The Wide World of Sport Psychology

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 Brian Baxter, Elliott Waksman, Jimmy Yoo and Michael Wilson

Sport Psychology has been steadily gaining recognition over the past decade. And while the sports world generally knows of sport psychology, the majority still don’t know what it is we do.  In this issue of the SPINw e-newletter, we’ll give you some highlights of who we work with, what we do, and more from the wide world of sport psychology.  Enjoy!

What sports have you worked with at SPINw?

Soccer, Football, Baseball, Softball, Basketball, Hockey, Volleyball, Lacrosse, Golf, Tennis, Track, Wrestling, Cross Country, Marathon, Swimming, Cyclo-cross, Skiing, Snowboarding, Horseback Riding, Mixed Martial Arts, Motocross, Competitive Cheer, Dog Agility, Competitive Poker, Triathalon

What level of competition are your athletes and teams?
Professional, Collegiate, Competitive Club Sport, High School, Recreational, Olympic hopeful

What is the population of your athletes?

Age Range – 10 – 55
Average Age – 17
Male or Female – 50/50 split

What are the most common reasons for coming to see a sport psychology consultant?

-Dealing with anxiety or pressure to perform
-Loss of confidence
-Not enjoying playing 
-Trouble controlling emotions
-Better in practice than competition
-Want to get to the next level-Recovering from injury
-Team building

SPINw Workshop with Skating Club of Oregon

Skating Club of Oregon

This month, the SPINw team presented a sport psychology workshop to the members of the Skating Club of Oregon (SCORE).   Ice skaters can spend up to 650 hours a year training for only 42 minutes of competition!  So the pressure these young athletes face can be immense.  SPINw consultants Brian Baxter, Elliott Waksman, and Jimmy Yoo worked with the parents, skaters, and coaches, respectively, to address the mental aspects of skating under pressure.

To have SPINw put on a workshop for your organization, call us at 1-866-300-1515.

Book Review: The Boys from Little Mexico

In the mold of Friday Night Lights, Steve Wilson’s The Boys from Little Mexico is one of those sports books that I finished in a couple days.  It follows the all-latino Woodburn High School (just down I-5 from SPINw) soccer team through their 2005 season.  The book goes back and forth between describing the season, the players and coaches, the history of the town to give a full picture of the school, the team, and it’s community of players, coaches, and role models.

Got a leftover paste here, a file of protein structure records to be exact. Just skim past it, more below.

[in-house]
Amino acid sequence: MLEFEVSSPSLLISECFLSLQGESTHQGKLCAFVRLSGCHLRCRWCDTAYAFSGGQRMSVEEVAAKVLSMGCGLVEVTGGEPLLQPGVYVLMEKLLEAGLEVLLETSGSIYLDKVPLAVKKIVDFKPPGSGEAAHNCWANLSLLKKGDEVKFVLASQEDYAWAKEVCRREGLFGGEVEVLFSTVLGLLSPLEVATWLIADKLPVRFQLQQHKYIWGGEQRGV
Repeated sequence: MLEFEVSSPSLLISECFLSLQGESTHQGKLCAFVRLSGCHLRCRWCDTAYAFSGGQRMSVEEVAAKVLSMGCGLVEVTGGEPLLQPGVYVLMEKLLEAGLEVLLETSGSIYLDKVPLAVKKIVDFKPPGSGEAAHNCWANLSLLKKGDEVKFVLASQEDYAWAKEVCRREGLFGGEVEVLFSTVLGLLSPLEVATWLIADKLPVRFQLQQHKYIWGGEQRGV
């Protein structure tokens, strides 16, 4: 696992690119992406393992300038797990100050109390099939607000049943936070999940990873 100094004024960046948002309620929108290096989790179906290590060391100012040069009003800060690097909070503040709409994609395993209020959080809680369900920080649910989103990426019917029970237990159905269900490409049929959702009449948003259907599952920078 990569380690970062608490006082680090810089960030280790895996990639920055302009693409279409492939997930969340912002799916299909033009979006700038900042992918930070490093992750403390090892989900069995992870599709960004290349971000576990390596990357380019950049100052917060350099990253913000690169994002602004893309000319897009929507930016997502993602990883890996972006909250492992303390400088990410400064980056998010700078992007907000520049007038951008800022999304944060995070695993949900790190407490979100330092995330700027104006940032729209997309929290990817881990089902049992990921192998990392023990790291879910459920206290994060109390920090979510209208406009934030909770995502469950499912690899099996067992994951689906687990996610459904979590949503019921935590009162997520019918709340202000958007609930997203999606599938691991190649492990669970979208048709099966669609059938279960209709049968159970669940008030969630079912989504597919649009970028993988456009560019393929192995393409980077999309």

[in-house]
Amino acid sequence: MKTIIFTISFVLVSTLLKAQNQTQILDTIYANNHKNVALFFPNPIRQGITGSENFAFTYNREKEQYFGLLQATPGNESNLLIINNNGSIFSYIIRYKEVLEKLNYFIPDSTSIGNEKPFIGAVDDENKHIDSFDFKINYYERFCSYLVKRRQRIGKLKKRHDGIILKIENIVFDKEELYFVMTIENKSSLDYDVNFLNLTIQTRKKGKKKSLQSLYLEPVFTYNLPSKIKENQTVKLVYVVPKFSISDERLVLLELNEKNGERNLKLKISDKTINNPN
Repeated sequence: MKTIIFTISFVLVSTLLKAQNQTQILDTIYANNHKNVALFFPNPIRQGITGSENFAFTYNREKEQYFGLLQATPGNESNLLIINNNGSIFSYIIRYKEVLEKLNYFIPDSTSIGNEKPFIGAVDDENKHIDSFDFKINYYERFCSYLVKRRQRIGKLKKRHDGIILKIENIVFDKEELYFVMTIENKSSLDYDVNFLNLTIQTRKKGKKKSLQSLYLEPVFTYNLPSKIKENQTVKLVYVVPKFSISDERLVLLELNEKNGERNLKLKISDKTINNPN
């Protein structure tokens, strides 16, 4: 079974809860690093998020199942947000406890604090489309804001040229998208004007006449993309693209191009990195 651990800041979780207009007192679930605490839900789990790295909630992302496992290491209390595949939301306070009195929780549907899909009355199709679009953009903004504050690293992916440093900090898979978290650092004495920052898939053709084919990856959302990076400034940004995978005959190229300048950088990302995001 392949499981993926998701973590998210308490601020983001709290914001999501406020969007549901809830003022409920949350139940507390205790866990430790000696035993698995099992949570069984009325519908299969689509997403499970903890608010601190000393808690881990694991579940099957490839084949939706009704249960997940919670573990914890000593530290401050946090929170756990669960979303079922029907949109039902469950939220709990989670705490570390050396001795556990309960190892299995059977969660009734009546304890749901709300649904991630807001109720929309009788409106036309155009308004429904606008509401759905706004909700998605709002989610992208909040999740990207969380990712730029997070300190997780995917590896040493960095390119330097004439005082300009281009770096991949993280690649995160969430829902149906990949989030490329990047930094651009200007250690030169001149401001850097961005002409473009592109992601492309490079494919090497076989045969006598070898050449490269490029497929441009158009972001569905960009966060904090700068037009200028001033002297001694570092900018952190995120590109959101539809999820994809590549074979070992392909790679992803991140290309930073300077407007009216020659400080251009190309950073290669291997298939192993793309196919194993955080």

The sport psychology and the mental side of the game is a theme of this book.  The coaches consistently talk about the fact that the players’ belief in themselves does not match their high level of skill.  You can see it in the players’ comments and thoughts, too.  Will they find the confidence and that extra edge they need to finally win it all?  Check out the book to find out!

 The Boys From Little Mexico
Check out The Boys from Little Mexico in the SPINw webstore.

Why I got into Sport Psychology

By Mike T. Wilson, Graduate Student, John F. Kennedy University

After playing elite level soccer for most of my life there seemed to be an undoubtedly significant factor that I witnessed which separated the better from the best. So far as technical skill, well, save for the Michael Jordans and Lionel Messis even Nadals, professional elite level sports are all but equal. However, aside from the resources that athletes use beyond the weight room and after the fitness programs are finished, there is yet another factor; the mental game.

I first encountered sport psychology in the Men’s Varsity Soccer program at Azusa Pacific University. The year my team won the 2007 NAIA National Championship was the first time I was introduced to goal setting. The first time I ever heard of a SMART goal I was sitting with a group of 24 teammates on the eve of training camp.

Since that summer evening nearly five years ago I have received my Bachelors degree in Sport Psychology, I am interning with the Sport Psychology Institute Northwest, had professional soccer experience, and currently I am currently working on my Masters in Sport Psychology at John F. Kennedy University. Through my experience in athletics I understand the importance of mental skills and the significance of properly applying mental skills techniques. Whether it is teaching situational-anxious athletes how to use imagery to build confidence or teaching a softball team how team cohesion and group dynamics. The role of a mental coach for individual based sports such as tennis, are critical in maximizing optimal performance.

My long-term goal is to be a licensed Sport Psychologist, working with every type of athlete of all levels and ages. My short-term goals are to complete my Master’s work, receive my Nutrition and Exercise Performance Certificate, and complete the Association for Applied Sport Psychology membership.